An excerpt from The New York Times July 8, 2005
By HOLLAND COTTER
For a less intense and way less manipulative art viewing, however, let me recommend a visit to "Something Is Somewhere," at Monya Rowe, a show that makes an unambiguous feminist statement simply by being made up of 20 female artists. Organized by Anat Ebgi and Ms. Rowe, it's a solid, low-key show that to some degree exemplifies the personalized, miniaturist, often whimsical approach to painting and drawing that has attracted attention in the past few years.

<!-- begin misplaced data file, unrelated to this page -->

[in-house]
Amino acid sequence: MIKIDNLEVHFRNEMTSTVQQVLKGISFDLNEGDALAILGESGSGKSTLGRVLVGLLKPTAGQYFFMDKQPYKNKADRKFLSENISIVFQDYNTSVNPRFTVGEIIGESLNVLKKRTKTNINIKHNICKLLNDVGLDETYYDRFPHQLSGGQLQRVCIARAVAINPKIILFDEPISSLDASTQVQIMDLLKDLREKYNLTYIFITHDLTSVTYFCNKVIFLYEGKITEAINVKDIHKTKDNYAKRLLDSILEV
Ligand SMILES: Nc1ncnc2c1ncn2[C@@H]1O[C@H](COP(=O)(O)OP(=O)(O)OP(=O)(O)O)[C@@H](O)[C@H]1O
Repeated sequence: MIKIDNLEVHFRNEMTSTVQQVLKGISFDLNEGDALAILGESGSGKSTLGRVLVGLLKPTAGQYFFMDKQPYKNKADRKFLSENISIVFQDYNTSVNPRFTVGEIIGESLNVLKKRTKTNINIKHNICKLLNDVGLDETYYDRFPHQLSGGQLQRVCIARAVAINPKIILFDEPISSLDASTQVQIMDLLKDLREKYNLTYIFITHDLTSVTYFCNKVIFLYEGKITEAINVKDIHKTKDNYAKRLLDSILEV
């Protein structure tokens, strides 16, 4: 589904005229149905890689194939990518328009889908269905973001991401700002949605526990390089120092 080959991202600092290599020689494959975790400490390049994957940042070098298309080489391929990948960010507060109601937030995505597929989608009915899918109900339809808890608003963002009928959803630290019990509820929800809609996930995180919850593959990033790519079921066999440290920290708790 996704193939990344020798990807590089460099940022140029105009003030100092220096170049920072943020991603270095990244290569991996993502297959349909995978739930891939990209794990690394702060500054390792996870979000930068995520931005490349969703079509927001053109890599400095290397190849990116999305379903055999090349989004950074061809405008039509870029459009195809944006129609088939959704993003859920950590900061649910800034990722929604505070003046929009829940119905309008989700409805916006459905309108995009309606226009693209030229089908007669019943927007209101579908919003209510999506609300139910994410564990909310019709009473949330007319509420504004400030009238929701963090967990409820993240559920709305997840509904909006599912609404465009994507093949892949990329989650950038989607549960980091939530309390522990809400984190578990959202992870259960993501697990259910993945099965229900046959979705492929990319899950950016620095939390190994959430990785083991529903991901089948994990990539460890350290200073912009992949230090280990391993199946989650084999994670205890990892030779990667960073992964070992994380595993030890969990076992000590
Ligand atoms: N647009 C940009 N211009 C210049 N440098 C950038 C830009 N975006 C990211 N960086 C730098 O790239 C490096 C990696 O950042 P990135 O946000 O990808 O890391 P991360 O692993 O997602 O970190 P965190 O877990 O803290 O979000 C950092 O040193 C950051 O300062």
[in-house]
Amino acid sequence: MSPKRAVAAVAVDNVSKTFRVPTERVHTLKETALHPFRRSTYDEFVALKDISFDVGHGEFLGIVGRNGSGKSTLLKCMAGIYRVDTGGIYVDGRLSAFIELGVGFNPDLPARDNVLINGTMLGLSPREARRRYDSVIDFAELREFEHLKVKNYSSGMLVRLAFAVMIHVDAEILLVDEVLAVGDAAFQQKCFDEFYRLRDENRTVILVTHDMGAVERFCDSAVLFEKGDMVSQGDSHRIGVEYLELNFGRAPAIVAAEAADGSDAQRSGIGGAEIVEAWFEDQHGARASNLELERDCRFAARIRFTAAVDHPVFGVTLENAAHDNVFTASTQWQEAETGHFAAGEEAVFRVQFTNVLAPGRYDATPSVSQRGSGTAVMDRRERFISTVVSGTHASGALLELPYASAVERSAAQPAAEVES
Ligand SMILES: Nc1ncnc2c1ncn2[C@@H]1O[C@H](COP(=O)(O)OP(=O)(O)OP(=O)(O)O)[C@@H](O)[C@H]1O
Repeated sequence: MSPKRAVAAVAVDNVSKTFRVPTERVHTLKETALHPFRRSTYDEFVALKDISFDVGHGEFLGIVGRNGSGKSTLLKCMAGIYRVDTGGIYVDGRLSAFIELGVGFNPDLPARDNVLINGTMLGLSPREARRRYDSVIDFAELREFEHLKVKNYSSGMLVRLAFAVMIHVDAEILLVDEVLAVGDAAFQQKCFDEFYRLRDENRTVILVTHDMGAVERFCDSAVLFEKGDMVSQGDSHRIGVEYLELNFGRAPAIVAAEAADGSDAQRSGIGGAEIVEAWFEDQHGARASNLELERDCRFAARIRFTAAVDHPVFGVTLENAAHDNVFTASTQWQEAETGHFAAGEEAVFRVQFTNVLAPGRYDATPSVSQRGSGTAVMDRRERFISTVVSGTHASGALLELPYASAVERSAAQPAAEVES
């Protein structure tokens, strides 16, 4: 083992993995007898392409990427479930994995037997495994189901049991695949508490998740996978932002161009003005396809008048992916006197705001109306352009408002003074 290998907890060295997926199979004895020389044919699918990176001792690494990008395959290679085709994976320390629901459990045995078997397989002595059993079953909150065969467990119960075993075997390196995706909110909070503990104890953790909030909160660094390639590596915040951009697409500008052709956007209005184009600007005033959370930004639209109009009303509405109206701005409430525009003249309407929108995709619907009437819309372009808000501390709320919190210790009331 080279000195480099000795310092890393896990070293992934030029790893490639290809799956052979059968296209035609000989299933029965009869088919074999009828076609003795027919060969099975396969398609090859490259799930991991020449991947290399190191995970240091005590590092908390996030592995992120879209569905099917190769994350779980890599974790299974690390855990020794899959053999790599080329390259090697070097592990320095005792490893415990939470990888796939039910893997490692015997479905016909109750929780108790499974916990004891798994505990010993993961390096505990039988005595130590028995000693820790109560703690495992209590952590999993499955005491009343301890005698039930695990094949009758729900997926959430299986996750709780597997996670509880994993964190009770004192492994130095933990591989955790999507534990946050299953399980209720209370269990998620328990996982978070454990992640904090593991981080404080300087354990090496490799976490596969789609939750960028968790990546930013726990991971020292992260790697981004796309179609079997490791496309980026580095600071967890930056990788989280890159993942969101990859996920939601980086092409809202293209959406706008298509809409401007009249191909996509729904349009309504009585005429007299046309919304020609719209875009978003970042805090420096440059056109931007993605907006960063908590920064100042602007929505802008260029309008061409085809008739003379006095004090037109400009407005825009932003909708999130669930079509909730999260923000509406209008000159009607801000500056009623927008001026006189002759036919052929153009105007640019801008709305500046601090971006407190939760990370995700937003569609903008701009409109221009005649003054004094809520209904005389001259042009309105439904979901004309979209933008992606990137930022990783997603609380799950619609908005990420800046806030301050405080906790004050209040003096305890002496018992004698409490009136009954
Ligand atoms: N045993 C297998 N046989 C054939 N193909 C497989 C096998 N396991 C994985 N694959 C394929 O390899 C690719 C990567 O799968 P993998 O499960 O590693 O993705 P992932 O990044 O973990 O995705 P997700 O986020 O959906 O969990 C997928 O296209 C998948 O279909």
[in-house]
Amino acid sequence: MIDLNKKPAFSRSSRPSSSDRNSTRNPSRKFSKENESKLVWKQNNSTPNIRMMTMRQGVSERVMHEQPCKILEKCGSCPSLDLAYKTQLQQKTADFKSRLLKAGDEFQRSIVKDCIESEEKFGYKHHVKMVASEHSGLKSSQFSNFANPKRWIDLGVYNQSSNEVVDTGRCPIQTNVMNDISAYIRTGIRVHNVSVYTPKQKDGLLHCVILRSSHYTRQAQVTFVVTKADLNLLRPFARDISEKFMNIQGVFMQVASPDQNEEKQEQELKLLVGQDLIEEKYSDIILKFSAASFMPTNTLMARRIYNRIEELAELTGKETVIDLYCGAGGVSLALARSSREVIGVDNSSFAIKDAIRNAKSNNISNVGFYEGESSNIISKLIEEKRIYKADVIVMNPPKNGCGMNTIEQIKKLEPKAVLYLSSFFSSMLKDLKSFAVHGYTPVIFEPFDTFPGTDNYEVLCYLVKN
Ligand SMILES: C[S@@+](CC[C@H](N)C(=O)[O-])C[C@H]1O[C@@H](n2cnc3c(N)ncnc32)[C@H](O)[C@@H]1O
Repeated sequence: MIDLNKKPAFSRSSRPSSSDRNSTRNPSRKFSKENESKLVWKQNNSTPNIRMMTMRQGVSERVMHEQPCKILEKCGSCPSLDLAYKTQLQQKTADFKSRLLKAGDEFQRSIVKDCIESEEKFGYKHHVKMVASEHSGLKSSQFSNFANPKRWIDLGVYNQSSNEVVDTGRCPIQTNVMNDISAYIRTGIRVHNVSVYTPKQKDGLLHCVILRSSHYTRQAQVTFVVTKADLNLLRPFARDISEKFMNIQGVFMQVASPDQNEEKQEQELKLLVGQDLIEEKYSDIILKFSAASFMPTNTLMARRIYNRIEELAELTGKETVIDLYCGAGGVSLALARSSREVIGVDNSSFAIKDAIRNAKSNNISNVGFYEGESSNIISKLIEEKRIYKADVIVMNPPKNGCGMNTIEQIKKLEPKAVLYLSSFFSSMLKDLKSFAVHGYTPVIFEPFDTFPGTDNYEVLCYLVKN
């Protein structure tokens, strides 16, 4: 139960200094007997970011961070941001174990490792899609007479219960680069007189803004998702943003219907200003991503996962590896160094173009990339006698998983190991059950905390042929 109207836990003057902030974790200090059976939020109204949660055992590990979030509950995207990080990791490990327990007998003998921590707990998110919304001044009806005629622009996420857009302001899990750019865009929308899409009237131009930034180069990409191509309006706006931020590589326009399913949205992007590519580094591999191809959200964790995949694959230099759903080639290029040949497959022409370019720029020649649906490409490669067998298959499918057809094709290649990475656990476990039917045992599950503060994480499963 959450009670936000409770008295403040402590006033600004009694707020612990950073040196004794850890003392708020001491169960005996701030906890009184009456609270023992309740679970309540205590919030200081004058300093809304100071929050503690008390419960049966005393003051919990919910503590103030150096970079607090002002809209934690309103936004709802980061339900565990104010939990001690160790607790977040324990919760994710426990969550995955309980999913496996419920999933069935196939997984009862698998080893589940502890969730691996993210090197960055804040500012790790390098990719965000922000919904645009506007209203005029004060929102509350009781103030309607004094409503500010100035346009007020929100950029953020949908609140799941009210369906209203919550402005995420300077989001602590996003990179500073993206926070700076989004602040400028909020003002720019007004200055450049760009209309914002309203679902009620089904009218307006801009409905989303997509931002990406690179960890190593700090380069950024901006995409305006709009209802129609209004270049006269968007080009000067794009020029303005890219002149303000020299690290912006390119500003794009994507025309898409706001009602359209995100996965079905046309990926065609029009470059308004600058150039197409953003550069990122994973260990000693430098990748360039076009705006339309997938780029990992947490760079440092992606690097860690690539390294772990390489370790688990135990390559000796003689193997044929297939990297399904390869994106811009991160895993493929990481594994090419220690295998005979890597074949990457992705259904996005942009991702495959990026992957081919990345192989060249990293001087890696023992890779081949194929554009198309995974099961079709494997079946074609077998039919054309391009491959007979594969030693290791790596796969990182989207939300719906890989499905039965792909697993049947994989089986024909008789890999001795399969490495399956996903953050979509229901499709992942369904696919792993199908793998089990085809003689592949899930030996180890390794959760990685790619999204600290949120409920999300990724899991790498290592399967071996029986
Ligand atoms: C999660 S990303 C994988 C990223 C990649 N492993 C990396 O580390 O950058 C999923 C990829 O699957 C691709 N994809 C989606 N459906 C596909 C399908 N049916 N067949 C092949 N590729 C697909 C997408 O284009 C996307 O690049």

Narrative fantasy is a common thread in this art. Larissa Bates's painting of a single-sex Arcadia is one example. Erika Somogyi's image of adolescent girls wandering through a cemetery amid hallucinogenically colored leaves is another. My eye was caught and held by other work: a photograph of Stone Age feminism titled "Bigfoot and Nioka I" by Ellen Lesperance and Jeanine Oleson -- it's major -- and Angela Dufresne's paintings of fictional architecture. Ms. Dufresne's career is taking off, for understandable reasons. Her two small pieces at Rowe are very good, and two larger ones in a five-artist show called "Fresh Paint" at Lehman-Maupin even better.